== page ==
Originally published by The NY Times
But he faces an accompanying danger that his hard line will further energize Democrats, alienate suburban women and prompt a swell of newly registered Latino voters. Democrats have been quick to charge that the enforcement pivot the administration announced on Monday — to block many legal immigrants who receive public benefits from being granted green cards — was rooted in sowing racial animus.
"This administration finally admitted what we've known all along: They think the Statue of Liberty only applies to white people," tweeted former Texas Rep. Beto O'Rourke, a Democratic presidential candidate.
The president and his aides "have further stained this country's tradition as a beacon of hope for immigrants," said Hispanic Federation President José Calderón. "Shame on them."
Depending on how the new "public charge" rules are applied, experts say that changes intended to predict whether applicants are likely to use public benefits could dramatically alter the makeup of immigrants eligible for green cards or permanent residency in the U.S. by taking into account their incomes, ages and employment histories.
According to a study by the nonpartisan Migration Policy Institute, the rules would likely reduce immigration from Mexico and Central America, while increasing it from other regions, especially Europe. The income standards, in particular, could lead to reduced rates for Mexican, Central American, Caribbean, African and Asian applicants. Canadian and Austrian applicants could likely benefit, as could applicants from non-white countries like India and Japan.
The study also found the new rules would have put most recent legal permanent residents at risk of denial, with 69 percent of the past five years' green card recipients displaying at least one of the "negative factors" identified by the government. The rules are also likely to make it harder for the parents of U.S. citizens to join their children in the country because they're more likely to be older, not working and facing health challenges.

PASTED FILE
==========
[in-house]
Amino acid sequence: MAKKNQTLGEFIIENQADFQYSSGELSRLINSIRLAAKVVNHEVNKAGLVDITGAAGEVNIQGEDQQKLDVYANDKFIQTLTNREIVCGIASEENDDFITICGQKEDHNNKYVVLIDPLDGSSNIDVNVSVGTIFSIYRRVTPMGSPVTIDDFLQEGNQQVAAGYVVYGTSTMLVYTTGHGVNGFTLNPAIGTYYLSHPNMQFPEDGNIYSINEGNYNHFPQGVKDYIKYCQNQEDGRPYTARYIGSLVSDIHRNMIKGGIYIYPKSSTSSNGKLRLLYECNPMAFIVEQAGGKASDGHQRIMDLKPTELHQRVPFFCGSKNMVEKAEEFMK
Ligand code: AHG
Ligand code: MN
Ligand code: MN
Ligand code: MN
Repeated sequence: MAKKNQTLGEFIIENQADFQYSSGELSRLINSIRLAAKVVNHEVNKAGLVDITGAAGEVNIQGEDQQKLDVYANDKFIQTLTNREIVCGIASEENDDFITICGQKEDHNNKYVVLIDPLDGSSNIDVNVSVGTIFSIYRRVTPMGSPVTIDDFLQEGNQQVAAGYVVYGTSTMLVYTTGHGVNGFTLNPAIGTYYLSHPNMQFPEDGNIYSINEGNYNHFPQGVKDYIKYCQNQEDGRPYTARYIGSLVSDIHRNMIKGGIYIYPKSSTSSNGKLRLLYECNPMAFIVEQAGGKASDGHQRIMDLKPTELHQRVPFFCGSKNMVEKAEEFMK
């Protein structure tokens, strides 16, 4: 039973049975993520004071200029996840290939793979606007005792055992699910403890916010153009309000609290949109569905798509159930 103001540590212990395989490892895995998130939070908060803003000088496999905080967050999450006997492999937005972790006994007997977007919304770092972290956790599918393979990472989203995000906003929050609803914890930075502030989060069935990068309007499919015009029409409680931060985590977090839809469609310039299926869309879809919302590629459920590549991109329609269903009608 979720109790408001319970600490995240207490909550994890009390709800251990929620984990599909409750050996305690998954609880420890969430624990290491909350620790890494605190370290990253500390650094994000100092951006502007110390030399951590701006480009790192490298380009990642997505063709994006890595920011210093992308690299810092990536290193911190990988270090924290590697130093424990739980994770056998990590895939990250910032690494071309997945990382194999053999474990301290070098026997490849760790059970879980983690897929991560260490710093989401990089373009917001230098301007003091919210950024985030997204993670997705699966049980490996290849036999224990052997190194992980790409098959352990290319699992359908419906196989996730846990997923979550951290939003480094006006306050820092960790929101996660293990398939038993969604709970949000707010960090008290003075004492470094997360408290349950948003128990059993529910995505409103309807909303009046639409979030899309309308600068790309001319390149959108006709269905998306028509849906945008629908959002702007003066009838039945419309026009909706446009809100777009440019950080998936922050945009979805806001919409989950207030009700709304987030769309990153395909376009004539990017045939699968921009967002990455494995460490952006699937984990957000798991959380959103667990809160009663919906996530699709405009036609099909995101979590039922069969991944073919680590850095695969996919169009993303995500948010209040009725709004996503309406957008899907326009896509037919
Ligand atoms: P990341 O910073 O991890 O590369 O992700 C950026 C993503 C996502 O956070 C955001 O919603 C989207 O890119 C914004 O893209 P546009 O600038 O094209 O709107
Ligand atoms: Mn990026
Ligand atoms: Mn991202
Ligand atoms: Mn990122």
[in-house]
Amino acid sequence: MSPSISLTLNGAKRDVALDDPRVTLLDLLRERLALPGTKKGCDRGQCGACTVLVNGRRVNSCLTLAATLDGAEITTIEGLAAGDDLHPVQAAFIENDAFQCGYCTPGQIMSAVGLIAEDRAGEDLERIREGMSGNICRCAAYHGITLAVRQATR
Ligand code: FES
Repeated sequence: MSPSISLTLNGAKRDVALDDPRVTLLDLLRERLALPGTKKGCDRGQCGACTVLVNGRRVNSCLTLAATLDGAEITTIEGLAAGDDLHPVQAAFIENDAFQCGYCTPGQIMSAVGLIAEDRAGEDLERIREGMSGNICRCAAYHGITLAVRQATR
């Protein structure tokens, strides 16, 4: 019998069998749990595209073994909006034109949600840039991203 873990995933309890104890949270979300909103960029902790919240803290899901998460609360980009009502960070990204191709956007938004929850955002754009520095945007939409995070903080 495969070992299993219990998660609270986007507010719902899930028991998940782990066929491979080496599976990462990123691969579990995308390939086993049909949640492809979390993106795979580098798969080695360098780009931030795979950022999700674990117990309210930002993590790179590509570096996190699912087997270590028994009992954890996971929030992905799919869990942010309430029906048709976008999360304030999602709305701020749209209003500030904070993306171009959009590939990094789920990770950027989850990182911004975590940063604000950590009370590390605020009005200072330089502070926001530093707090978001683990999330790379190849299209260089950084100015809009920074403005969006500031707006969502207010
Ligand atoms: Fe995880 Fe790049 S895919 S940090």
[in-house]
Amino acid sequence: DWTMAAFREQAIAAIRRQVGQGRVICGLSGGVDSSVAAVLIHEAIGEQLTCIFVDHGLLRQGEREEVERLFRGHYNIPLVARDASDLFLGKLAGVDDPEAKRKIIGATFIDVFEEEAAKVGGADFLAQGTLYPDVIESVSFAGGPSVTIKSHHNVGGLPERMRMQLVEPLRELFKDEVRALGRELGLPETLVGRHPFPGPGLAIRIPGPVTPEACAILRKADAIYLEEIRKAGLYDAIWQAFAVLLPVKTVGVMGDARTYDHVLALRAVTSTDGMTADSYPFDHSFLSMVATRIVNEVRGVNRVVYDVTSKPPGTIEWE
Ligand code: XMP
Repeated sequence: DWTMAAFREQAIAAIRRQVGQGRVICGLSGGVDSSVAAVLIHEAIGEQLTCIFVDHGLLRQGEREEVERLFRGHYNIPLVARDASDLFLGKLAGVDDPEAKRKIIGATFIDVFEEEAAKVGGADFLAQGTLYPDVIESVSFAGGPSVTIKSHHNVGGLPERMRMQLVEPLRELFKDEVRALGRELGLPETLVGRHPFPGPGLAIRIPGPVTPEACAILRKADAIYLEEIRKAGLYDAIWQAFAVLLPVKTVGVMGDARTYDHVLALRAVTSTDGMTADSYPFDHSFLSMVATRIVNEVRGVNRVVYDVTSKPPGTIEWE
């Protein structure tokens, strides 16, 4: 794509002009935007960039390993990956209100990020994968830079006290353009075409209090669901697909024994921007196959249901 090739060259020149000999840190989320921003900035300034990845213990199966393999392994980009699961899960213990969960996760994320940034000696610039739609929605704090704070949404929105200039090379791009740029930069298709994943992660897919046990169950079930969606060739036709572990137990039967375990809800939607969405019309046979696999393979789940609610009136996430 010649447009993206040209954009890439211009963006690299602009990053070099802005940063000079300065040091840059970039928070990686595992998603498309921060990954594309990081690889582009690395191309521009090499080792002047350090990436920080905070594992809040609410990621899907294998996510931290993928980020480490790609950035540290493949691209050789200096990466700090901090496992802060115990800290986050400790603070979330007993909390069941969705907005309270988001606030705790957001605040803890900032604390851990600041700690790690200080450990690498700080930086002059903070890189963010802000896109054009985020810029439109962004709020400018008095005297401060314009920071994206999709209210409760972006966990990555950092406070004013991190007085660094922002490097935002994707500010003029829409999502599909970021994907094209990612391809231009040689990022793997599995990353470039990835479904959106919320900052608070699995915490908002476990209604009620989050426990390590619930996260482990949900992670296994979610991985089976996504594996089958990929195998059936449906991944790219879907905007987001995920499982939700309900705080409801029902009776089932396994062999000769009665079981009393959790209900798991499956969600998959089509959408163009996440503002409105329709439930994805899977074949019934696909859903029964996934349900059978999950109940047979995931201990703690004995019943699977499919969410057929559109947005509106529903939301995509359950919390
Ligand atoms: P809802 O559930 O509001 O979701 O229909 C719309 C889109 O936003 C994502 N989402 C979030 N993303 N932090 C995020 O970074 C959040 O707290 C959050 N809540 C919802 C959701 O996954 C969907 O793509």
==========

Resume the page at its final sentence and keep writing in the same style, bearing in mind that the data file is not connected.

"America's always been a path to success for millions of people and now America wants to make it so that it's a path only for those who have already succeeded," said Aaron Reichlin-Melnick, a policy analyst at the American Immigration Council.
Trump rose to the White House fanning unease about an increasingly diverse nation, where demographic and immigration trends are projected to make whites a minority in less than two decades. As Trump told it, immigrants were stealing his supporters' jobs and driving down their wages, denying working class whites opportunities for success.
Immigrants were effective scapegoats, especially in towns in the industrial heartland and other economically depressed areas of the country still reeling from job losses as the rest of the country was experiencing an economic recovery. And Trump has continued to push that message.
His administration has tried to severely limit the number of migrants claiming asylum in the U.S. and has dramatically reduced refugee admissions — with further reductions possible next month when refugee limits for next year are unveiled. He has also endorsed legislation that would slash legal immigration rates, while at the same time pushing for a wholesale overhaul of the kinds of immigrants who should be permitted, favoring those with certain skills and high-wage job offers over those with family ties to the U.S.
Blunted by Democrats in Congress, he has turned to administrative action, with mixed results withstanding legal challenges.
In addition to the changes he's made and proposed, Trump has spoken disparagingly about immigration from majority black and Hispanic countries, including calling Mexican immigrants rapists and criminals when he launched his 2016 campaign. Last year, he privately branded Central American and African nations as "shithole" countries and he suggested the U.S. take in more immigrants from European countries like predominantly white Norway.
Immigration official Cuccinelli seemed to limit the reach of the Statue of Liberty poem in an interview with CNN on Tuesday night. He said it was referring to "people coming from Europe where they had class-based societies where people were considered wretched if they weren't in the right class."
His own agency seems to like the original. In its "citizen almanac" for distribution to new Americans, the agency applauds the poem as a beacon for "the millions of immigrants who came to America in search of freedom and opportunity."